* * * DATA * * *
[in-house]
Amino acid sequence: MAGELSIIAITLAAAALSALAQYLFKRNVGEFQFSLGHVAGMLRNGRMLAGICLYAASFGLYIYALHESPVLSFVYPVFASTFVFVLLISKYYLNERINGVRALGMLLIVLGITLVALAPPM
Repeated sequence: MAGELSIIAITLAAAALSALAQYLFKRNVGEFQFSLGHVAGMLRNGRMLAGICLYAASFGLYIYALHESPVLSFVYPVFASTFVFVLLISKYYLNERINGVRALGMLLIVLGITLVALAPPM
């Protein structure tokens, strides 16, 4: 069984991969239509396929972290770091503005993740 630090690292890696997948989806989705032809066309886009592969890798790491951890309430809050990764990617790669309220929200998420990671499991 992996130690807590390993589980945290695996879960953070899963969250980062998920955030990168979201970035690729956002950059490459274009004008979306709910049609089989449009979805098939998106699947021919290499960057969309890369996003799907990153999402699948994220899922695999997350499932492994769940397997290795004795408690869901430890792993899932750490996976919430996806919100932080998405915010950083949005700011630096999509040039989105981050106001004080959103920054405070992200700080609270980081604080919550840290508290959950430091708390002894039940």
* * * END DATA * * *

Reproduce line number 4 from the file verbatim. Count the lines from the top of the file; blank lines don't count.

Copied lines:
């Protein structure tokens, strides 16, 4: 069984991969239509396929972290770091503005993740 630090690292890696997948989806989705032809066309886009592969890798790491951890309430809050990764990617790669309220929200998420990671499991 992996130690807590390993589980945290695996879960953070899963969250980062998920955030990168979201970035690729956002950059490459274009004008979306709910049609089989449009979805098939998106699947021919290499960057969309890369996003799907990153999402699948994220899922695999997350499932492994769940397997290795004795408690869901430890792993899932750490996976919430996806919100932080998405915010950083949005700011630096999509040039989105981050106001004080959103920054405070992200700080609270980081604080919550840290508290959950430091708390002894039940």